Unexpected by the epidemic, the Zurich Film Festival begins this month with an impressive lineup that includes his biggest film, James Bond, “No Time to Die”, which will be released a few minutes after its world premiere on September 28 in London.
Zurich is one of the few big festivals for full-fledged physical events last year during the Covid crisis. Despite concerns about the new look, organizers are confident that health care measures will ensure a welcome return to the cinema hall. Christian Jungen, ZFF’s artistic director, said the festival is working with embassies to bring guests from other countries safely and relies on a verification process that includes vaccination certificates, current negative covid test results or evidence of recovery from infection.
“Here until today in Zurich, 70% of the population is vaccinated,” he says. “The city of Zurich has one of the highest rates in Switzerland and I am really confident that we can do the festival without masks and in full theater. [with] Lots of happy people. September 2 marks the beginning of Michael Steiner’s “And Tomorrow We Will Be Dead”, a truth-based drama about a Swiss couple who was taken hostage by the Taliban during a 2011 trip to Pakistan.
“We saw this long before the Taliban took over Afghanistan,” Jungen said. “Michael Steiner is my personal favorite because he is a writer but who makes films with blockbuster appeal.” Noting that Steiner’s films have been hugely successful locally, Jungen said, “And tomorrow we’ll be dead.” Steiner’s previous feature, “Awakening of the Fat Olkenbruch,” similarly premiered in Zurich before being caught by Netflix.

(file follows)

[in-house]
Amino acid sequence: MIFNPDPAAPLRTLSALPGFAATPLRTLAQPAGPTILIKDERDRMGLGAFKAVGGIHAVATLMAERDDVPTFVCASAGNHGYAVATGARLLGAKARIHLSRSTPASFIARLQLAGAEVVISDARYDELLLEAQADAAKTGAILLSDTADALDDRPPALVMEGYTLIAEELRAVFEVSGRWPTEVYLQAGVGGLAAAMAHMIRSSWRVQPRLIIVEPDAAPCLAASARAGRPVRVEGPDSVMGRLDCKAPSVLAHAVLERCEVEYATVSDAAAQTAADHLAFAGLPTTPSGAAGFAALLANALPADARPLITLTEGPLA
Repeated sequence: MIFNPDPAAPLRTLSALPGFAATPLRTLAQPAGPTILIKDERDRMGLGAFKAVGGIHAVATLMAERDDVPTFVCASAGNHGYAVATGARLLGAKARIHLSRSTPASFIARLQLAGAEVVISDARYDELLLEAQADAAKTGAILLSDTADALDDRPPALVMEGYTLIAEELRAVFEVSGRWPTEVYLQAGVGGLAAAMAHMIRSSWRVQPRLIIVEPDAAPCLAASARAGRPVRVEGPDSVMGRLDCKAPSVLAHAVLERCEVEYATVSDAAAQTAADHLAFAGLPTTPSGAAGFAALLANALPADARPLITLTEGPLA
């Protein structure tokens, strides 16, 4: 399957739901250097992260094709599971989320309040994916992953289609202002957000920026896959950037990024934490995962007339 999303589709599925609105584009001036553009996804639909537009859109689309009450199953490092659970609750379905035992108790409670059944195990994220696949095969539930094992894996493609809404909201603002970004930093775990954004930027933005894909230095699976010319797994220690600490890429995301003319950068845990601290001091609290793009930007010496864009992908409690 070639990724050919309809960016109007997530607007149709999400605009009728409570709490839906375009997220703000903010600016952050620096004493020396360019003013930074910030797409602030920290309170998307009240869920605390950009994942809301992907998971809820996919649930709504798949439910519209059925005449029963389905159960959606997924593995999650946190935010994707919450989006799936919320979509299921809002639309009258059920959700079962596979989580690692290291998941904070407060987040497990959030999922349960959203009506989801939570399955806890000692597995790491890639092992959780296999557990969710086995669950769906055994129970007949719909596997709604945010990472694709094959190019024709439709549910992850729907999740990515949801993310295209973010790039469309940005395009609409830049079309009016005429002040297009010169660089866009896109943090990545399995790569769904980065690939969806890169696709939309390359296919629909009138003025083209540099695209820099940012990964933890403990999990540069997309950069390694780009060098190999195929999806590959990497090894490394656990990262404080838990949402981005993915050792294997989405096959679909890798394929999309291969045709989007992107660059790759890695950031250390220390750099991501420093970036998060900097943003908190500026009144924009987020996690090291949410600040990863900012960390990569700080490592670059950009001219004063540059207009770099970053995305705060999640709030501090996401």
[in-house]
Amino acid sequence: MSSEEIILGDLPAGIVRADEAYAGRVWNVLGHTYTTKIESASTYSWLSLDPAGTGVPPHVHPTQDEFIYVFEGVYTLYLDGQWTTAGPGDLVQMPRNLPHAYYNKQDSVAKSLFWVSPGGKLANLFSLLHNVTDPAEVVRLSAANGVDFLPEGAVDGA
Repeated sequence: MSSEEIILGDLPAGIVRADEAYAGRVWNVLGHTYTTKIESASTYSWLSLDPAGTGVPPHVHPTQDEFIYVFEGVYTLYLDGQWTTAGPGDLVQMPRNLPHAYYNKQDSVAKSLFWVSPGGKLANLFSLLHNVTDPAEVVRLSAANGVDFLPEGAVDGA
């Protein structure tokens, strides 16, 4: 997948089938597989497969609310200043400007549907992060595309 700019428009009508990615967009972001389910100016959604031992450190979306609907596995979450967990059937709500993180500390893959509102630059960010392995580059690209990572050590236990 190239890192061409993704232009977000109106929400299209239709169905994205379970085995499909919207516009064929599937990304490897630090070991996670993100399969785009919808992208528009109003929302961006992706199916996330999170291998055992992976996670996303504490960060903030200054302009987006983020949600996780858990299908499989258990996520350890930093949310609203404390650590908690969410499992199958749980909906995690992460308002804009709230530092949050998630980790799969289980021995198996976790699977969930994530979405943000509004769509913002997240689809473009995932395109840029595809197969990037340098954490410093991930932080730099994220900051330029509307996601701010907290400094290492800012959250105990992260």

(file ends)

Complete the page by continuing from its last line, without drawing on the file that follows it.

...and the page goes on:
ZFF has become a major platform for Swiss films, featuring major festivals such as Berlin, Cannes, Venice and Sundance. “We want to be supportive of this trend.” Most of Switzerland’s biggest box office hits have premiered at the festival. “Two-thirds of the Swiss film industry is located in Zurich, so it’s our role to do something for Swiss cinema.” Jungen, who took over as artistic director last year, has expanded the focus of the festival by maintaining its long-standing relationship with Hollywood.
“The Zurich Festival is known for its strong American presence,” he says. “If you look at how many stars there are here, it’s pretty impressive, even if you compare it to a big festival. One of the reasons you can do a film position for the Oscars while playing in Zurich.
Among the last 10 best picture winners, five are Zurich and several of them, ‘Spotlight’ or ‘Green Book’, for example, as the European premiere. So it’s a good launchpad for Oscar films and I want to maintain this high-level American presence.
“What I’ve added is to focus more on the French-speaking region, because I personally like Francophile-I like French movies.” Also on a music subject, Jungen has formed a collaboration with the ZFF and Montreux Jazz Festival and this year launched a section called Sounds, which presents music films, and concerts will be a highlight of the event.
Ray Parker Jr., who attended Zurich for the premiere of French Strain’s “Who You’re Called” last year, is returning to play a series of concerts with an all-star band of musicians সক all of whom have performed in Montreux.
“It brings more emotion to the festival and it’s better to have a concert in the evening.”
While the ZFF will continue the anagona of big stars – going to this year’s Golden Icon Sharon Stone – Jungen says it will also want to celebrate well-known filmmakers. It pays tribute to Paolo Sorrentino and welcomes Jack Adiard, Todd Haynes and Paul Schrader, who received the Lifetime Achievement Award.
An impressive prime location is expanding the potential of the ZFF. The 1,65-seat main hall of the restructured Zurich Convention Center has made it possible for the ZFF to land the James Bond film সবচেয়ে the biggest movie since Zurich was founded in 2005. “Since we are a festival, we see ourselves as the proponents of the theatrical experience.”